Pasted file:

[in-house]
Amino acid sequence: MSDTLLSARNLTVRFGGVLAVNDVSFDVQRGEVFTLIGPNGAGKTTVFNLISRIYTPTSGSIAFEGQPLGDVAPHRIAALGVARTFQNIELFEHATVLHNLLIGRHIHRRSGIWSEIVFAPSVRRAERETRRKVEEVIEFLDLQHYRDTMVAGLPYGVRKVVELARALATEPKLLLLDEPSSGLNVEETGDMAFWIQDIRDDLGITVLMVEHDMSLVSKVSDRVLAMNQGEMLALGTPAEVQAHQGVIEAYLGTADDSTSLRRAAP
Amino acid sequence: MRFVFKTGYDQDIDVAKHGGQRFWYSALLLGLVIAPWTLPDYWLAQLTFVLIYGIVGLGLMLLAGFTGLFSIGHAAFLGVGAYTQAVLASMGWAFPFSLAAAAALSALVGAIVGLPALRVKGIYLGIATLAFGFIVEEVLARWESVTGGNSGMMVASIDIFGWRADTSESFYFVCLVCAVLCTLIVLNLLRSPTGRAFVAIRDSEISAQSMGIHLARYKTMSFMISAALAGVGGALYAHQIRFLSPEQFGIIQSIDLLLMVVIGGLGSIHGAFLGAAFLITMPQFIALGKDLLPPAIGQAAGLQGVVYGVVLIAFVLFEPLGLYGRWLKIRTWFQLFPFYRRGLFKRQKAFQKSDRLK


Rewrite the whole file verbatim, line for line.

[in-house]
Amino acid sequence: MSDTLLSARNLTVRFGGVLAVNDVSFDVQRGEVFTLIGPNGAGKTTVFNLISRIYTPTSGSIAFEGQPLGDVAPHRIAALGVARTFQNIELFEHATVLHNLLIGRHIHRRSGIWSEIVFAPSVRRAERETRRKVEEVIEFLDLQHYRDTMVAGLPYGVRKVVELARALATEPKLLLLDEPSSGLNVEETGDMAFWIQDIRDDLGITVLMVEHDMSLVSKVSDRVLAMNQGEMLALGTPAEVQAHQGVIEAYLGTADDSTSLRRAAP
Amino acid sequence: MRFVFKTGYDQDIDVAKHGGQRFWYSALLLGLVIAPWTLPDYWLAQLTFVLIYGIVGLGLMLLAGFTGLFSIGHAAFLGVGAYTQAVLASMGWAFPFSLAAAAALSALVGAIVGLPALRVKGIYLGIATLAFGFIVEEVLARWESVTGGNSGMMVASIDIFGWRADTSESFYFVCLVCAVLCTLIVLNLLRSPTGRAFVAIRDSEISAQSMGIHLARYKTMSFMISAALAGVGGALYAHQIRFLSPEQFGIIQSIDLLLMVVIGGLGSIHGAFLGAAFLITMPQFIALGKDLLPPAIGQAAGLQGVVYGVVLIAFVLFEPLGLYGRWLKIRTWFQLFPFYRRGLFKRQKAFQKSDRLK